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Research from CITB points to low uptake of AI and automation in construction

by Jennie Ward

CITB says Covid, the Grenfell Inquiry and Net Zero are likely to drive adoption of tech, but “given the low take-up revealed by this research, it’s clear that smaller firms need more help in accessing the benefits of transformative technology like AI and automation.”

According to new research from the Construction Industry Training Board (CITB), the pandemic, Grenfell Tower Inquiry and the decarbonisation agenda will likely increase adoption of Artificial Intelligence (AI) and automation. In what it describes as one of the largest studies of its kind, CITB says it asked 1,500 construction employers, 97% being SMEs, for views on the use of these new technologies. Only 3% said they used AI, with fewer than 10% using automation or related tools like augmented reality (AR), virtual reality (VR) or drones.

CITB reports that barriers to greater adoption included a lack of high-speed internet connections in remote areas, limited data collection and sharing, high costs and rapidly changing technology. The employers reportedly added that Government commitments on Net Zero would likely be a key driver for adoption in future.   

Also, nearly two thirds of large employers with 250 or more employees said they used at least five new technologies, though this reportedly fell to 31% for firms with 25-99 staff, and 15% for those with 10-24. 

Martin Turner, CITB Senior Research Lead, said: “As has become clear during the past year, new technologies can prove very effective in transforming ‘business as usual’. They can provide real benefits for construction employers, and the pandemic has, in all probability, helped spur on their use.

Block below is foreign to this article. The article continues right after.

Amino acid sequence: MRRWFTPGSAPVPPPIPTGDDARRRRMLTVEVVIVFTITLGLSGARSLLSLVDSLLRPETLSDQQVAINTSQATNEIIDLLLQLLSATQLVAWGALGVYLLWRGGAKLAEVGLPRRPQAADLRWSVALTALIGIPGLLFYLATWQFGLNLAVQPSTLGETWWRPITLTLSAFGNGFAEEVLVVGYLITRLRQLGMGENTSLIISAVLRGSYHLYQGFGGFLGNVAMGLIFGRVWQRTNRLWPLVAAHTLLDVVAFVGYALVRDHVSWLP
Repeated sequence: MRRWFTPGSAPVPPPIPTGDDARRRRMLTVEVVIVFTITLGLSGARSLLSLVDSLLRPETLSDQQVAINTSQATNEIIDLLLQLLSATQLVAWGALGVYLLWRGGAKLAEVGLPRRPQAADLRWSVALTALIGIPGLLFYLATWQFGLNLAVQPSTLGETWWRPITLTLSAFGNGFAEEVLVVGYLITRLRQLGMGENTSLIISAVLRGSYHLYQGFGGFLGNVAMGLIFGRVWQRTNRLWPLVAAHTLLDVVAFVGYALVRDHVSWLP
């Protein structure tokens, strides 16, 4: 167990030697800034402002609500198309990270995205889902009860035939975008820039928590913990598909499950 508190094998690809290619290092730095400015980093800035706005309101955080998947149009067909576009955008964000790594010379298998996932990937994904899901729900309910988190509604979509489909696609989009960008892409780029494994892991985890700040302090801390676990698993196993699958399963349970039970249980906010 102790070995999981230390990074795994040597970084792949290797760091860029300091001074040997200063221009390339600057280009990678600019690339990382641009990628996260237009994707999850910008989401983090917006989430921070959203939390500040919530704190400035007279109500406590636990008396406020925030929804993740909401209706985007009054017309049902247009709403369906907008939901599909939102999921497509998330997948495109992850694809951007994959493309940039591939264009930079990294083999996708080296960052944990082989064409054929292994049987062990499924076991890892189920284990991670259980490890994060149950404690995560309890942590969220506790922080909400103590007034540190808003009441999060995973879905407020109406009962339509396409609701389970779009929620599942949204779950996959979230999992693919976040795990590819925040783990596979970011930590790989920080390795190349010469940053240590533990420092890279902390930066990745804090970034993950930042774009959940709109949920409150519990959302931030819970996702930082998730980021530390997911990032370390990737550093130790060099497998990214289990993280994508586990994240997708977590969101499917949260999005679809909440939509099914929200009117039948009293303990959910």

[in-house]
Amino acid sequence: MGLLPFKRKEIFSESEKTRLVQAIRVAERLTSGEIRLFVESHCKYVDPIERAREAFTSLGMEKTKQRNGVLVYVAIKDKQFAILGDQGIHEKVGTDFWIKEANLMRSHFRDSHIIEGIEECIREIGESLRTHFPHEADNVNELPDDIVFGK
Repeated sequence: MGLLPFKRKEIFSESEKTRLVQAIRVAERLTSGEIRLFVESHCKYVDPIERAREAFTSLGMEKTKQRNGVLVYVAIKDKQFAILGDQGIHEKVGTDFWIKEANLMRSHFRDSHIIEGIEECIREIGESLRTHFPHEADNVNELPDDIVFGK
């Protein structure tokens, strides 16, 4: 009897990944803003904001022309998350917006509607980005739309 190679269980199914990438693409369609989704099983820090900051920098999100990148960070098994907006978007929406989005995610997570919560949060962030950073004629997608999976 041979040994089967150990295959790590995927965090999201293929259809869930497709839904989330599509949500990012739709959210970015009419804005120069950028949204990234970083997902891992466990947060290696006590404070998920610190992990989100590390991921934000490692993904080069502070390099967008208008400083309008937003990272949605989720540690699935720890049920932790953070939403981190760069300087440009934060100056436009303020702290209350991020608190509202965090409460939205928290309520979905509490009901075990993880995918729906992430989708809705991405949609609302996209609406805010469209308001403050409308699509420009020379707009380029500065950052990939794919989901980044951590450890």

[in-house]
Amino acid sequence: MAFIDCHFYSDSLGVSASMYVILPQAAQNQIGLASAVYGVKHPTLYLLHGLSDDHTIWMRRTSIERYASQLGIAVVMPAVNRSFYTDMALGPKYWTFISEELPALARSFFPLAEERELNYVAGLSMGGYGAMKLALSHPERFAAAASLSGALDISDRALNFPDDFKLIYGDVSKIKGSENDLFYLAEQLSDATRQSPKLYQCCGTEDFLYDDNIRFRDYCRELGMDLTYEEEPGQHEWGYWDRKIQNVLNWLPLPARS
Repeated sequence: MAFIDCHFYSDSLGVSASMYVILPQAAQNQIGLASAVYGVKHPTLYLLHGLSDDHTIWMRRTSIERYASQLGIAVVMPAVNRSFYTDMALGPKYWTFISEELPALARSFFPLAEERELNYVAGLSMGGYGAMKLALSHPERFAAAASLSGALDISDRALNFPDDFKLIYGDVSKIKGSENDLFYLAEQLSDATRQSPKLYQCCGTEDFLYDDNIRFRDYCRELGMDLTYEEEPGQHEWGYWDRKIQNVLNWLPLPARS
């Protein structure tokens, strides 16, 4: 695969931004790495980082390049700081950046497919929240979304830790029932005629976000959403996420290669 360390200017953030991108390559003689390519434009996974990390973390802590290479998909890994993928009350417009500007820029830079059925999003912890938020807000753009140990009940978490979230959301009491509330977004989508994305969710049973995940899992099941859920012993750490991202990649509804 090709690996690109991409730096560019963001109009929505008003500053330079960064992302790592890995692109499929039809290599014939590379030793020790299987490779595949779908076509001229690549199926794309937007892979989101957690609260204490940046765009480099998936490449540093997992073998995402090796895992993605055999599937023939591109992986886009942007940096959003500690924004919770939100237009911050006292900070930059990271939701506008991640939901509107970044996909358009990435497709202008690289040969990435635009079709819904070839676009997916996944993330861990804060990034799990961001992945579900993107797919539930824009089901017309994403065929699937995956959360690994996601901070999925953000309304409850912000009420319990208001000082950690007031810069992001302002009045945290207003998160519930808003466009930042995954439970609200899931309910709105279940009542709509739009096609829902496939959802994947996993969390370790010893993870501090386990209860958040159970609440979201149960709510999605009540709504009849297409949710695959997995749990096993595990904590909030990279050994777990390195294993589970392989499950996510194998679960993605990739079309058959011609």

“During 2021 we’ll be developing plans for a digital skills framework to help establish more standardisation within training, and also to encourage increased take-up.

“Given the low take-up revealed by this research, it’s clear that smaller firms need more help in accessing the benefits of transformative technology like AI and automation. 

“We will support them by funding pilot projects aimed at providing digital leadership training, with a focus on the needs of SMEs and the supply chain.”

Although CITB’s research was started during 2019 and pre-Covid, it states the pandemic and emphasis on safer working conditions will likely accelerate the adoption of technologies like AI and automation. The report adds that the Grenfell Tower Inquiry will almost certainly see new safety requirements for tall buildings. Sensors, for example, can improve structural monitoring, while better use of data will help pinpoint issues with components and materials and identify affected buildings. CITB says the draft Safety Bill would also require more accurate records, improved data collection and sharing.

View the Artificial Intelligence And Automation In the Construction Industry.

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